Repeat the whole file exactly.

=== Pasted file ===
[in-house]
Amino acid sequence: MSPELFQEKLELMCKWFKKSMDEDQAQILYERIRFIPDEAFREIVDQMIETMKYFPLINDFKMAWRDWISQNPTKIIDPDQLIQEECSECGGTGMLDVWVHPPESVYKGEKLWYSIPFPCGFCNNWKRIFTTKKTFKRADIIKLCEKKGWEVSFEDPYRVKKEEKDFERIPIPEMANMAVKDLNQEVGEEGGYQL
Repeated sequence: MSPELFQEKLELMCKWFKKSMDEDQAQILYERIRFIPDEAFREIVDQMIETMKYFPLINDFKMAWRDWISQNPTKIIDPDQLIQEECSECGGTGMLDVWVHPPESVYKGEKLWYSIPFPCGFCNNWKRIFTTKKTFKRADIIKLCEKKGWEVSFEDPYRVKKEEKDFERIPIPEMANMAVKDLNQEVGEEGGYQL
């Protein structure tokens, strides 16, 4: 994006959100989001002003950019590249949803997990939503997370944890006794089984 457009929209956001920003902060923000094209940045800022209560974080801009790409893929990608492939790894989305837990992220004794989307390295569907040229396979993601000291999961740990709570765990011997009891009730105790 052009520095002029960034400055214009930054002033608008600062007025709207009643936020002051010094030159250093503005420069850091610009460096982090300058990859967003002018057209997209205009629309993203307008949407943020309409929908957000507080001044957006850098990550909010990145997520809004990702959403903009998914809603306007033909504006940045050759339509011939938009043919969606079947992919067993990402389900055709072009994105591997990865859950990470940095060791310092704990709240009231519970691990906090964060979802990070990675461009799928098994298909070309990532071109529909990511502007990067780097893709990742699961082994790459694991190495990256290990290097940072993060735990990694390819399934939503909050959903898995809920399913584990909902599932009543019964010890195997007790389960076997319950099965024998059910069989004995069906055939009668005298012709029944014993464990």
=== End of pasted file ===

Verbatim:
[in-house]
Amino acid sequence: MSPELFQEKLELMCKWFKKSMDEDQAQILYERIRFIPDEAFREIVDQMIETMKYFPLINDFKMAWRDWISQNPTKIIDPDQLIQEECSECGGTGMLDVWVHPPESVYKGEKLWYSIPFPCGFCNNWKRIFTTKKTFKRADIIKLCEKKGWEVSFEDPYRVKKEEKDFERIPIPEMANMAVKDLNQEVGEEGGYQL
Repeated sequence: MSPELFQEKLELMCKWFKKSMDEDQAQILYERIRFIPDEAFREIVDQMIETMKYFPLINDFKMAWRDWISQNPTKIIDPDQLIQEECSECGGTGMLDVWVHPPESVYKGEKLWYSIPFPCGFCNNWKRIFTTKKTFKRADIIKLCEKKGWEVSFEDPYRVKKEEKDFERIPIPEMANMAVKDLNQEVGEEGGYQL
């Protein structure tokens, strides 16, 4: 994006959100989001002003950019590249949803997990939503997370944890006794089984 457009929209956001920003902060923000094209940045800022209560974080801009790409893929990608492939790894989305837990992220004794989307390295569907040229396979993601000291999961740990709570765990011997009891009730105790 052009520095002029960034400055214009930054002033608008600062007025709207009643936020002051010094030159250093503005420069850091610009460096982090300058990859967003002018057209997209205009629309993203307008949407943020309409929908957000507080001044957006850098990550909010990145997520809004990702959403903009998914809603306007033909504006940045050759339509011939938009043919969606079947992919067993990402389900055709072009994105591997990865859950990470940095060791310092704990709240009231519970691990906090964060979802990070990675461009799928098994298909070309990532071109529909990511502007990067780097893709990742699961082994790459694991190495990256290990290097940072993060735990990694390819399934939503909050959903898995809920399913584990909902599932009543019964010890195997007790389960076997319950099965024998059910069989004995069906055939009668005298012709029944014993464990």